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Combustible Dust Testing Made Easy

Explosion protection systems are designed based on dust testing and Dust Hazard Analysis (DHA) to confirm specific parameters for mitigating a deflagration. What we’ve seen is that almost every combustible dust is different and that all but a few materials will explode under the right conditions. This knowledge mandates that every dust should be analyzed and tested to insure safety for both your facility and personnel. It’s an easy process; too simple not to get it done ASAP. SysTech can help. We’ll provide the pre-labeled package and sample bag along with instructions for the sample preparation and submittal.

Who Does The Testing?

View of combustible dust testing laboratory at the Combustion Research Center in Marlborough, Massachusetts.

View of combustible dust testing laboratory at the Combustion Research Center in Marlborough, Massachusetts.

IEP Technologies – HOERBIGER Safety Solutions (IEP), a SysTech represented manufacturer of explosion suppression systems, vents and isolations valves, performs combustible dust testing services at Combustion Research Center located in Marlborough, Massachusetts. Combustible dusts are routinely tested to determine key parameters including Kst (combustion speed), Pmax (dust explosivity), and AIT (auto ignition temperature). NFPA 654 Annex A.4.21 recommends determining if a dust is explosive using ASTM E 1226 (Standard Test Method for Explosibility of Dust Clouds) – a stringent Standard to which IEP tests dusts.

These values allow proper prevention measures to be implemented, saving both personnel and equipment from a potential explosion.

Don’t Make These Five Mistakes When Submitting Samples for Testing

IEP has published detailed procedures on how to collect and submit the sample. View it here

That said, we see repeated submission issues that should be considered and avoided:

  • Un-usable Material – The dust sample is received in a state unsuitable for testing.

For example, large “chunks” or pieces of material need to be sieved out of the sample, or milled and processed down for testing. Samples need to be in a particle size of less than 75 microns.   (75 micron sample size is the diameter of an average human hair). Additional processing (extra charge) needs to be performed by the lab before testing can begin. Not only an added expense, but added delay to getting the results.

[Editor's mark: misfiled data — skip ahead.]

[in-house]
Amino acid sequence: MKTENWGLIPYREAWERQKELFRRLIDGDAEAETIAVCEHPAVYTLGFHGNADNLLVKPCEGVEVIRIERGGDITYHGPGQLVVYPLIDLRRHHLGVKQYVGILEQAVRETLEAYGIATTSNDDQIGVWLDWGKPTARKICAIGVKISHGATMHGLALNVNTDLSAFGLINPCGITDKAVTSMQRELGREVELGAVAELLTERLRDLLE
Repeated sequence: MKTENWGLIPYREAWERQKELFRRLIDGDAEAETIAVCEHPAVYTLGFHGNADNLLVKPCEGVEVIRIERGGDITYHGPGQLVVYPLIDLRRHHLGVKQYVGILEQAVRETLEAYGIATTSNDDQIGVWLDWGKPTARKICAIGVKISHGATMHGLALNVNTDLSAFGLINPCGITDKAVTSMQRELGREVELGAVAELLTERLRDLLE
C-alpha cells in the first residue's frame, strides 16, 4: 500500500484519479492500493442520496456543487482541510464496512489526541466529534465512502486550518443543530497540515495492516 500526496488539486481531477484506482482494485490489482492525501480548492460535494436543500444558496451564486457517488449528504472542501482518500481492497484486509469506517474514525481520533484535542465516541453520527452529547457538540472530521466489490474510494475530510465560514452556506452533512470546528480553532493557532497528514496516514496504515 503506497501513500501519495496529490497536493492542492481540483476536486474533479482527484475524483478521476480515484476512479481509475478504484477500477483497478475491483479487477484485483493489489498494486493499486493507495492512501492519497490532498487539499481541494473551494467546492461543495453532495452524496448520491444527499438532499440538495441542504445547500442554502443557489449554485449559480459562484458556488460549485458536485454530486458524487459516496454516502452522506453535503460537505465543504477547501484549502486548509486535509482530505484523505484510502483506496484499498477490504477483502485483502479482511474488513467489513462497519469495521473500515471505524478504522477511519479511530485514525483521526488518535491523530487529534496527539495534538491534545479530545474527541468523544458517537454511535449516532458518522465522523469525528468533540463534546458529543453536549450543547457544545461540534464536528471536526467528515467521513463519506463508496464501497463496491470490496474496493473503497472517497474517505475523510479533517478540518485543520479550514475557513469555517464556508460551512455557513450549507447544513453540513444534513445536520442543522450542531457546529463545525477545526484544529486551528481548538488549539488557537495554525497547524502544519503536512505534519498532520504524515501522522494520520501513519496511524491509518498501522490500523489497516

• Insufficient Raw Material – Not sending in the required amount of sample material.

The minimum amount of material required is 2.2 lbs. When the sample material is received, it is weighed to be sure enough material is available for the tests. IEP has found that 50% of the time, additional material must be requested before they can proceed with testing. Weight of the sample is more important than the volume submitted.

  • MSDS Sheet Submittal – The submitted material composition is not identified.

All material sent into the laboratory must include an MSDS sheet. MSDS sheets need to be sent ahead of time (electronic copy) for approval and subsequently included in the sample material package. This is mandatory for any laboratory analysis as it ensures the personnel in the lab are safe and aware of a  potential dust sample hazard.

  • Marked Materials – Packages received at the lab are unmarked.

It is imperative that the material be labeled properly for identification. All shipments to the CRC need to be labeled with the assigned project number (TS #) on the outside of the package, for identification purposes.

  • Missing Paperwork – Required paperwork not completed or filled out properly.

All paperwork needs to be submitted and processed PRIOR to beginning testing; this includes a copy of the signed proposal indicating the form of payment and a signed Terms and Conditions agreement.

Get That Dust Tested!

Do you really need to get that dust tested?   NFPA 654-13: “Standard for the prevention of fire and dust explosions from the manufacturing, processing, and handling of combustible particulate solids” advised consideration of the physical and chemical properties of the dust and for that information to be documented.   The latest standard, NFPA 652 ”Standards on the Fundamentals of Combustible Dust” specifically states the owner is responsible for determining whether a dust is combustible or explosive and if so, for characterizing their properties as required to support the Dust Hazard Analysis.

SysTech is available to assist in understanding the procedures and filling out the proper forms.   We will review the necessary steps with you to make the testing process easy and concise.  Protect yourself, protect your people, and protect your facility! Get that dust tested!


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